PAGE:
“And who will be the new Rudi van Dantzig?” the young reporter from AT5 asked me on Saturday, in front of the door to the Mozes en Aaronkerk. He had probably put the same question to the whole series of people attending Rudi’s memorial service whom he had already got on camera. The new Van Dantzig? I think everyone said the same as me – that Rudi was so unique that nobody would ever be regarded as a ‘new Rudi’. Just as nobody at Ajax will ever wear a shirt with the number 14 on the back. That number will always be reserved for the legendary footballer Johan Cruyff.
Ah Cruyff! On TV last week, they showed the old footage again of a young Johan Cruyff watching one of Rudi van Dantzig’s rehearsals. An encounter between two icons from completely different worlds. That was then. But now Rudi has slipped away from us. And Johan too actually, at least in my view – but then in a different way.
The reporter kept hammering away. “So isn’t there anyone at the moment who looks like being a sort of Rudi?” But no. I had nothing to offer him. And incidentally, if he’d asked me about the new Johan, I’d have been just as quiet.
Is it just me, or do all the icons of the past leave us with a certain feeling of emptiness?
For example, have the successors of Coen Moulijn, ‘De Kromme’, and Johan C. touched us in the way their illustrious predecessors did, so that they too deserve the epithet ‘legendary’ or ‘iconic’? Has the emotion I still feel watching clips of a stuttering Hennie Kuiper, a crying Gerry Knetemann or a firmly silent Joop Zoetemelk now been surpassed by people like Breukink, Boogerd or Geesink? The answer has to be negative.
I can go on.
Joop Den Uyl, Wim Kok, Wouter Bos. Get what I mean?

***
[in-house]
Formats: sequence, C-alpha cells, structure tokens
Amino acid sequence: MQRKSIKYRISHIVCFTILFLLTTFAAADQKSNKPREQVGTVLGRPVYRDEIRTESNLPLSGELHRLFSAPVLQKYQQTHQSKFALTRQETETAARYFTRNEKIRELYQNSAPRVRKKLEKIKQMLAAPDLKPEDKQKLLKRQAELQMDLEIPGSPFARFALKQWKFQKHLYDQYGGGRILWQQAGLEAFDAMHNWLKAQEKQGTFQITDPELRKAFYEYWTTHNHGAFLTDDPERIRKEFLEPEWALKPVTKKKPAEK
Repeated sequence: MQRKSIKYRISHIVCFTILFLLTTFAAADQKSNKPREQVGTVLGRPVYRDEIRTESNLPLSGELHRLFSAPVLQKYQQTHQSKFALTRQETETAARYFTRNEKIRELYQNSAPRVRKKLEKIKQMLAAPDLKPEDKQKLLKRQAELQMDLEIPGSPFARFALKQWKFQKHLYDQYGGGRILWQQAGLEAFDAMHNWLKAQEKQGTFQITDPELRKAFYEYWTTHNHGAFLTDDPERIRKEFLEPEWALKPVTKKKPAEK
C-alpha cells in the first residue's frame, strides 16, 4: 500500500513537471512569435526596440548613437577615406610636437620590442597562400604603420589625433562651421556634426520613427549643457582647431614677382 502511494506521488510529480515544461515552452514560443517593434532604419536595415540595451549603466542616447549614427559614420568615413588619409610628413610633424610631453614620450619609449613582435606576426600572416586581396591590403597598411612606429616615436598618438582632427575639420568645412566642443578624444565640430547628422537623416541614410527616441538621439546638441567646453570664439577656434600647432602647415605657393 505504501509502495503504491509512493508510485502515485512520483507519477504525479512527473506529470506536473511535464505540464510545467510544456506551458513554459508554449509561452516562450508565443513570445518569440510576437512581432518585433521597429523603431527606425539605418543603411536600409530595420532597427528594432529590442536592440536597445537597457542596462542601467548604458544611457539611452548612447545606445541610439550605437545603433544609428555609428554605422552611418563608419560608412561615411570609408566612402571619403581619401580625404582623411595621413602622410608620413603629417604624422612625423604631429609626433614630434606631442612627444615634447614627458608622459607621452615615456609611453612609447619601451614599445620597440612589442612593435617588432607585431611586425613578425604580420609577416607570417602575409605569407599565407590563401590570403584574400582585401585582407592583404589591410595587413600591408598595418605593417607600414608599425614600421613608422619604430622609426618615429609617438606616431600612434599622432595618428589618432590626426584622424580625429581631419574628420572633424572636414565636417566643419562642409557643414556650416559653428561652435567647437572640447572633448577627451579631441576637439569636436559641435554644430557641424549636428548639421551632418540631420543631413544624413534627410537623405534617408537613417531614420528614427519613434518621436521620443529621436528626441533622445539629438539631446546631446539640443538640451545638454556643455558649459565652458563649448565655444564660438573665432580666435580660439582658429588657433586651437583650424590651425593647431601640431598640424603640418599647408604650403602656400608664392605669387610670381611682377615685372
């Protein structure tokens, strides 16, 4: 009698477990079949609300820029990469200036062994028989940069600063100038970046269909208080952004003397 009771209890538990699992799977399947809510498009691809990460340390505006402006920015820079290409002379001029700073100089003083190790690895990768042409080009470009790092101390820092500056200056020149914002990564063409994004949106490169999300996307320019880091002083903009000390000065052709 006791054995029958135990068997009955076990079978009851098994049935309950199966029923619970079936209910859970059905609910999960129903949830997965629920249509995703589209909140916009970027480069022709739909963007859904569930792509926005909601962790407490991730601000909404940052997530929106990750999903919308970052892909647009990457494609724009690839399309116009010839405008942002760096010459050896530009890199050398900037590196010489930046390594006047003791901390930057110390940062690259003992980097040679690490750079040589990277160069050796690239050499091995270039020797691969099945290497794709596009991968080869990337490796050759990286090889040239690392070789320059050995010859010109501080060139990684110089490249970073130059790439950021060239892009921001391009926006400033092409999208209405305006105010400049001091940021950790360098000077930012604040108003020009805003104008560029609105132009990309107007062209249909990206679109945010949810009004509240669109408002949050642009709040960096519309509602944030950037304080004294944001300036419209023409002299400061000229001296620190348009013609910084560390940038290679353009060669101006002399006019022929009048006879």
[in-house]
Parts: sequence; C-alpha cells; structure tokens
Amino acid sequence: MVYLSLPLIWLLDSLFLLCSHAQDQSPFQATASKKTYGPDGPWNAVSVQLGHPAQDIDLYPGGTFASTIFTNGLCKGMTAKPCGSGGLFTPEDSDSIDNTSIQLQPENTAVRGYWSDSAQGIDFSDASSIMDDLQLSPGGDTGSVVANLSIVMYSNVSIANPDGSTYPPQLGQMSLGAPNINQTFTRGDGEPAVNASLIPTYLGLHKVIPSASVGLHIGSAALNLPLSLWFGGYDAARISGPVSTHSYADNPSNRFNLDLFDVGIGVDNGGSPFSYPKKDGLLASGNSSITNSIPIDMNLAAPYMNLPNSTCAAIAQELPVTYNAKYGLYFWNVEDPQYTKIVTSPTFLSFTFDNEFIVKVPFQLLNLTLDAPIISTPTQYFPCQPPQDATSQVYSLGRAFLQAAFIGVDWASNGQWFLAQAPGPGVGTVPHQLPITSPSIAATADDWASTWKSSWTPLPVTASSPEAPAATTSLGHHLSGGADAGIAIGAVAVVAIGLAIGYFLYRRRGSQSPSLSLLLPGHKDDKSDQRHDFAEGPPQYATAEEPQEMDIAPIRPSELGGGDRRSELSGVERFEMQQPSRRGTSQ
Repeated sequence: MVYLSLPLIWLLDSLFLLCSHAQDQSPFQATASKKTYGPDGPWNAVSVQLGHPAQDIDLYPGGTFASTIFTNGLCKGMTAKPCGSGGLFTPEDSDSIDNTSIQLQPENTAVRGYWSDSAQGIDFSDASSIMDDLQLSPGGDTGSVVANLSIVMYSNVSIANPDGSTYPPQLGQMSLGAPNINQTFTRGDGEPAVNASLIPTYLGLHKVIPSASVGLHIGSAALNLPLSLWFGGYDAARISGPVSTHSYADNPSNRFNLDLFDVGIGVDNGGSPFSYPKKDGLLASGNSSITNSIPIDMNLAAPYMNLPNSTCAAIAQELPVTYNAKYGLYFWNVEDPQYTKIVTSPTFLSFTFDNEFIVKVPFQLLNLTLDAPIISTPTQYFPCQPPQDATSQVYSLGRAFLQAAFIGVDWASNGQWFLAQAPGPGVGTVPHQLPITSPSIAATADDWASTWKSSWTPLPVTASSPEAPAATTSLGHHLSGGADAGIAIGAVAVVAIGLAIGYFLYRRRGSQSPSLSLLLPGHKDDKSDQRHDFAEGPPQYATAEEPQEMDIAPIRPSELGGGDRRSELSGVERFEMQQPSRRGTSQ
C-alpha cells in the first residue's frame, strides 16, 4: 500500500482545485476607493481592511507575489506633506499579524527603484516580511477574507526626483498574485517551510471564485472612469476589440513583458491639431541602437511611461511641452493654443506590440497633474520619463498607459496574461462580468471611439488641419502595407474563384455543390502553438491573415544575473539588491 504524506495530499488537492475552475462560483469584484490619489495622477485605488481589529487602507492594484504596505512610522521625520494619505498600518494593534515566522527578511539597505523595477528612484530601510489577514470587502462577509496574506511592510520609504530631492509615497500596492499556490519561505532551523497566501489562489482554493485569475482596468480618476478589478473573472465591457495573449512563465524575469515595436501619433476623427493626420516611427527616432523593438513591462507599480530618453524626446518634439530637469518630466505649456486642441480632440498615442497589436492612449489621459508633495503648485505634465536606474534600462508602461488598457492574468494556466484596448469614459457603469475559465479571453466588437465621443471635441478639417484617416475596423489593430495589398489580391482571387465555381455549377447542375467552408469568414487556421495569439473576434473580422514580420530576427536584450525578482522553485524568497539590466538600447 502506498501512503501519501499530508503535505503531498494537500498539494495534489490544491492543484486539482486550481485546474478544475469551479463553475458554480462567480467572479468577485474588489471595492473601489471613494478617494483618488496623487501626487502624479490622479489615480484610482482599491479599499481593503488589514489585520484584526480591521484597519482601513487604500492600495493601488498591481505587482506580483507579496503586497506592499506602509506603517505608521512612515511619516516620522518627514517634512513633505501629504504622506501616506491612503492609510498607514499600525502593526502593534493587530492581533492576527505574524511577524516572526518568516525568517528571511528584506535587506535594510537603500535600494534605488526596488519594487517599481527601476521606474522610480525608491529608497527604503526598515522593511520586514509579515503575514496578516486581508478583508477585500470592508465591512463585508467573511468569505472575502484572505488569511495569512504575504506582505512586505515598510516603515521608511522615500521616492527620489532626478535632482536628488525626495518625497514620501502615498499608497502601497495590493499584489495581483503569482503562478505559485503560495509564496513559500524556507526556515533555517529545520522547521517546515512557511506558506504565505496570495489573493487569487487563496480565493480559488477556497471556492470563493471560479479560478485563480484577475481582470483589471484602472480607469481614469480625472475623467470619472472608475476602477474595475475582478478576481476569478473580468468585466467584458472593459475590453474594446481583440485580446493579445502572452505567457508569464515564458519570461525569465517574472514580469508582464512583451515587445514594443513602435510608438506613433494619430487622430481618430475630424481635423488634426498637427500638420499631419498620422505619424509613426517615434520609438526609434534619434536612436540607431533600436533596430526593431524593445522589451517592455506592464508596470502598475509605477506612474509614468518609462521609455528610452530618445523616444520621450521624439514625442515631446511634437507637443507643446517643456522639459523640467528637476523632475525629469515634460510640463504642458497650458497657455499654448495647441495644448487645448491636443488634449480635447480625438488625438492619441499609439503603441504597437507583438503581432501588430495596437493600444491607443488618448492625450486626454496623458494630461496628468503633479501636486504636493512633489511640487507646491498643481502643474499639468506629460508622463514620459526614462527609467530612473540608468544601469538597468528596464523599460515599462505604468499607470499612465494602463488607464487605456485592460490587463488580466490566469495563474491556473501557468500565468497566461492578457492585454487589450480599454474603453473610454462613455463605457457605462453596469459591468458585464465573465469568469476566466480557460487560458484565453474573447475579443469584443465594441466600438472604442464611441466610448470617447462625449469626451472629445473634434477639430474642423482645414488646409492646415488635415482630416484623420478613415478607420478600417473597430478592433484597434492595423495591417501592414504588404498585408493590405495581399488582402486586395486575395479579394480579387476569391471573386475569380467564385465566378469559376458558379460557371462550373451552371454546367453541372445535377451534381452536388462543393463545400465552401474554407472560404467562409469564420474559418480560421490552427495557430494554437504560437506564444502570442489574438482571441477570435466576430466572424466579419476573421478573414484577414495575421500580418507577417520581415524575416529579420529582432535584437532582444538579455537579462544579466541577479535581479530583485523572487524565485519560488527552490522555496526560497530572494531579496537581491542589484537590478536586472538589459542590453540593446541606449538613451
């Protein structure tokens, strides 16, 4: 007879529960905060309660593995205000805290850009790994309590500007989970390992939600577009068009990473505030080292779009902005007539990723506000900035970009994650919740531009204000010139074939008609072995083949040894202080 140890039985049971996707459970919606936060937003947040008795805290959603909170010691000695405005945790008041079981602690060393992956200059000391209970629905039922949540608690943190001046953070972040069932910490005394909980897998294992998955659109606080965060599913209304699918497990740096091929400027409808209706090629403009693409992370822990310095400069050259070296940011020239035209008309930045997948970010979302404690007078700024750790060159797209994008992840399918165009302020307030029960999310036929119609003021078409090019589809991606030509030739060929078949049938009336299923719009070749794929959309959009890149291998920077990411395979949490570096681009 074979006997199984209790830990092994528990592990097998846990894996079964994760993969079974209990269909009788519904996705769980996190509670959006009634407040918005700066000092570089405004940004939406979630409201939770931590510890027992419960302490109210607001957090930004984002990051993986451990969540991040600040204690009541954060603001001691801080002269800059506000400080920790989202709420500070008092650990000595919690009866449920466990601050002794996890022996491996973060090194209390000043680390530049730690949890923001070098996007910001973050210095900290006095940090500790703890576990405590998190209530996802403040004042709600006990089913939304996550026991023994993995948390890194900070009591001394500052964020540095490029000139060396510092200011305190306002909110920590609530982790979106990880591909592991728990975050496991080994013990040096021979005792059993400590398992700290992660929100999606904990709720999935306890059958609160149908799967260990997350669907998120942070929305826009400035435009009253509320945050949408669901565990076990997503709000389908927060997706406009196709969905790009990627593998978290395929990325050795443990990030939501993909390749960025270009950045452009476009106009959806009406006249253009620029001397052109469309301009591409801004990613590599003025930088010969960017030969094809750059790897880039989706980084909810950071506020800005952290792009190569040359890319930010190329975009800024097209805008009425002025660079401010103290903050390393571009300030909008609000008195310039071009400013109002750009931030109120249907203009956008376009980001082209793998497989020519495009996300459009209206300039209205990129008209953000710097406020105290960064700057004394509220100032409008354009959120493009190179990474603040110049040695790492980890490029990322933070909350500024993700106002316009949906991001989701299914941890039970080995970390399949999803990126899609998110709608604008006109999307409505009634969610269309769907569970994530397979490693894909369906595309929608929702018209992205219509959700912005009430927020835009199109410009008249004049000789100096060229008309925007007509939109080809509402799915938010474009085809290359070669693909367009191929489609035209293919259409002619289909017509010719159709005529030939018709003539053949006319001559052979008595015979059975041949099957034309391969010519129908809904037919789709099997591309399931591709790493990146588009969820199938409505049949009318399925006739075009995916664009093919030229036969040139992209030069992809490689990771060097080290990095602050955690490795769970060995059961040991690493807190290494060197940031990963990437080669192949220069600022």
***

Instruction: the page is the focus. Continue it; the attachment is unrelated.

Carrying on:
Simon Carmiggelt, Boudewijn Büch, Kluun
Johnny Jordaan, André Hazes, Marco Borsato
Wim Sonneveld, Toon Hermans, Hans Teeuwen
Dries van Agt, Ruud Lubbers, Jan-Peter Balkenende.
Mies Bouwman, Sonja Barend, Linda de Mol.
Queen Juliana, Queen Beatrix, King Willem Alexander.
Citroën DS, Citroën CX, Citroën C5.
The lists follow the same pattern: they have a gradually declining emotional curve.
Am I getting old? Yes, there’s no denying it, unfortunately. But there has to be more to it than that – I mean I’m not that old. And please note that I really don’t mean to suggest that the new generations are not as good as their predecessors. On the contrary! Footballers’ technique has improved, cyclists are faster and managers are more professional. But somehow or other, today’s icons just don’t move me in the same way. They hardly move me at all anymore. However better, faster and more professional everything gets, it all seems to become flatter.
So there’s a big chance that Rudi van Dantzig wouldn’t have fitted in as an artistic director nowadays. Johan Cruyff proves on a daily basis that time has definitely raced ahead and passed him by. His motto of ‘organised chaos’ – in actual fact a plea for the same authenticity and creativity Rudi believed in – no longer corresponds to the modern football industry. And Johan himself no longer understands what’s wrong. So his loss is as tragic as it is illustrative of what has changed in a couple of decades. Not that things are worse as such, but just radically different.
We live in a digital world nowadays. And digital means that everything is expressed in ‘zeros’ and ‘ones’. Imperceptibly, it is such digital laws that rule. Something is either a ‘zero’ or a ‘one’. There is nothing in between. This has a function, as it makes the digital system predictable and delivers reliable results. But the price we pay for it is that those who lead the way in today’s politics, sport, media or culture – the icons of our times – are increasingly less unpredictable, incomparable or individual as personalities. And they are increasingly rapidly succeeded by or exchanged for someone else. Because that, too, is something that goes with digital thinking. It is the speed of light that rules, and not the speed of emotion. Those who don’t make an immediate ‘connection’ are deleted.
It was a moving occasion on Saturday morning in the Mozes en Aaronkerk. And why? Because Rudi van Dantzig didn’t belong to the ‘zeros’ and ‘ones’. He was completely and uniquely his own authentic number. And that’s why he meant so much to people and was so admired, respected and loved. So if there’s one thing we owe him, it is to continue searching for the unique and exceptional numbers. To recognise them and to cherish them.
In others, but above all in ourselves.< blog archive